Arctic Yearbook 2015 - Page 251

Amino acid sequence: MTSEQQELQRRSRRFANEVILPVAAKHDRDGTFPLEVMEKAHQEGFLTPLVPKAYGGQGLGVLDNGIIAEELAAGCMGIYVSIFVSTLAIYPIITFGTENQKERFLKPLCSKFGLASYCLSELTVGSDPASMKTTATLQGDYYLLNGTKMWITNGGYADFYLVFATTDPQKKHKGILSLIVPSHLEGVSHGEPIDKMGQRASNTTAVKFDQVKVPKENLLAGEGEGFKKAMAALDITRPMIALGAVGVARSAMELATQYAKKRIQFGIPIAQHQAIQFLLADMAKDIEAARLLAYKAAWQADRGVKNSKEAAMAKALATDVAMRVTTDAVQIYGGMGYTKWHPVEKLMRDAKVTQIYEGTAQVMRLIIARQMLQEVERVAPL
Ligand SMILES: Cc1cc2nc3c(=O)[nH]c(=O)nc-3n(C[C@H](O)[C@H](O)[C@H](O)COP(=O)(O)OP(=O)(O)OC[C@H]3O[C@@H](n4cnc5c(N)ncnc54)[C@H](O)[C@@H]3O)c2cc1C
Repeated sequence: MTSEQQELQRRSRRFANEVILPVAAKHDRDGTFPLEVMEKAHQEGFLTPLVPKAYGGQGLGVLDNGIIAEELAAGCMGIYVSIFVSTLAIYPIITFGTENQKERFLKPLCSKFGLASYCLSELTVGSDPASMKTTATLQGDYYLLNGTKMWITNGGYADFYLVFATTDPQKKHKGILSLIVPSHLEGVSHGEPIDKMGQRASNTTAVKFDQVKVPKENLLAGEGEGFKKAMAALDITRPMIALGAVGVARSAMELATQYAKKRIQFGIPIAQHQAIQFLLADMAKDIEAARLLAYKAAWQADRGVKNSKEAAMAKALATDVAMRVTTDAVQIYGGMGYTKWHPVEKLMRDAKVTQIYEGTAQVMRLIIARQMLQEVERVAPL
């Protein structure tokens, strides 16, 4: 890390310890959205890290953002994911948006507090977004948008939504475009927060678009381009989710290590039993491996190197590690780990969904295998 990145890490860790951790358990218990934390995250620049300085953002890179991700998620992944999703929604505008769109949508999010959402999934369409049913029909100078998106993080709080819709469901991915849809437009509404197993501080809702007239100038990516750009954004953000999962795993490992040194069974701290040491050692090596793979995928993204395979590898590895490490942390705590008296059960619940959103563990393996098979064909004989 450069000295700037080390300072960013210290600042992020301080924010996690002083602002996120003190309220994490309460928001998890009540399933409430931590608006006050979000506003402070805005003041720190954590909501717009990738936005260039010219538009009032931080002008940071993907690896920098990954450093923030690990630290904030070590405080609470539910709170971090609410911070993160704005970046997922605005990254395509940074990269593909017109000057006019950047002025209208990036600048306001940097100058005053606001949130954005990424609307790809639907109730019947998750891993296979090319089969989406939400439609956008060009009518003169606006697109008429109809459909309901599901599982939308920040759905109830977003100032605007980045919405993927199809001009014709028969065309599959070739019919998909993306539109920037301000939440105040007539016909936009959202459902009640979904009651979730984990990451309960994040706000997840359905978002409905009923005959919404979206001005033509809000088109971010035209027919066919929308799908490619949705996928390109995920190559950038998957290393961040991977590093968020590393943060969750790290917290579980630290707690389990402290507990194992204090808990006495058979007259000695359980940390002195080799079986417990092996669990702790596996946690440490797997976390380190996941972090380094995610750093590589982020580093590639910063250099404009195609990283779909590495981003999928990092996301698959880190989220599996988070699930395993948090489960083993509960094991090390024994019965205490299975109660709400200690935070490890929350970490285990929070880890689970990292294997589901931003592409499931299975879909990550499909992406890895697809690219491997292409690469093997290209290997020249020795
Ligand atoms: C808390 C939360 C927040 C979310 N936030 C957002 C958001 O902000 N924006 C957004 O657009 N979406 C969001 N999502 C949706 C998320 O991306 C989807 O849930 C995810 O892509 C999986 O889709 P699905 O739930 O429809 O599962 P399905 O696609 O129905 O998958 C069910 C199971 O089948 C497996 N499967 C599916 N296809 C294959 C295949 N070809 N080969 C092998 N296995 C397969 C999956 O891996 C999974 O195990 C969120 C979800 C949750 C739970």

251 Arctic Yearbook 2015 the political importance of the chair should not be underestimated as the conduct of the chairmanship, particularly in a rotating system, gives states some maneuvering space that they can use to their own advantage and in pursuit of their national interests. For this reason, we can expect the institutional mechanism of the chairmanship of the Arctic Council to have some influence on the direction of Arctic international relations. From the Arctic Environmental Protection Strategy to the Arctic Council Before going into specifics of the AC chair and provisions regulating its role in the Council, the theoretical insights above can help us understand the struggles carried over the shape of the Arctic Council. According to rational choice institutionalism, states construct institutions to advance their goals and support their interests. They spend time and effort negotiating institutions and fighting over their design not only because the institutional setup affects the outcomes, but also because the institutions, once in place, cannot be changed or adapted quickly to world’s changing conditions and configurations of international power (Koremenos et al. 2001:762) - the UN Security Council being the primary example here. At the same time, wrangles over the design and the procedural issues represent in fact debates on more fundamental questions of purpose and direction - as it was in the case of the Arctic Council (Scrivener 1999: 57). Whereas the paragraph below does not focus exclusively on the AC chair, it offers instead a bigger picture of negotiations towards establishment of the Council and how position take by the United States at that time affected today’s shape of this institution. The origins of the Arctic Council date back to the early post-Cold War period when in June 1991 representatives of eight Arctic states (today’s members of the Arctic Council) adopted the Arctic Environmental Protection Strategy (AEPS) to protect the environment of high north latitudes (see: Arctic Environmental Protection Strategy 1991; Koivurova & VanderZwaag 2007; Nilson 1997; Young 1998). In view of some states, however, the narrowly defined focus of the AEPS did not allow to address all relevant matters pertaining to the Arctic. In particular, Canada was in favour of establishing an umbrella-type of political body to handle a wider set of issues in framework of sustainable development in the region (Canadian Arctic Resources Committee 1991; English 2013). The Canadian initiative for the establishment of the Arctic Council met yet a great deal of resistance and, until the last moment, it was uncertain whether it would come to a successful conclusion. The greatest opposition came from the United States which opposed broadening the environmental cooperation of the AEPS into a broader framework for several reasons, including the participation of indigenous peoples, the use of the concept of sustainable development, issues of military security and, finally, a low degree of interest in the Arctic among Washington officials and politicians (English 2013: 188-193).5 The US was not in favour of creation of new international organizations and ]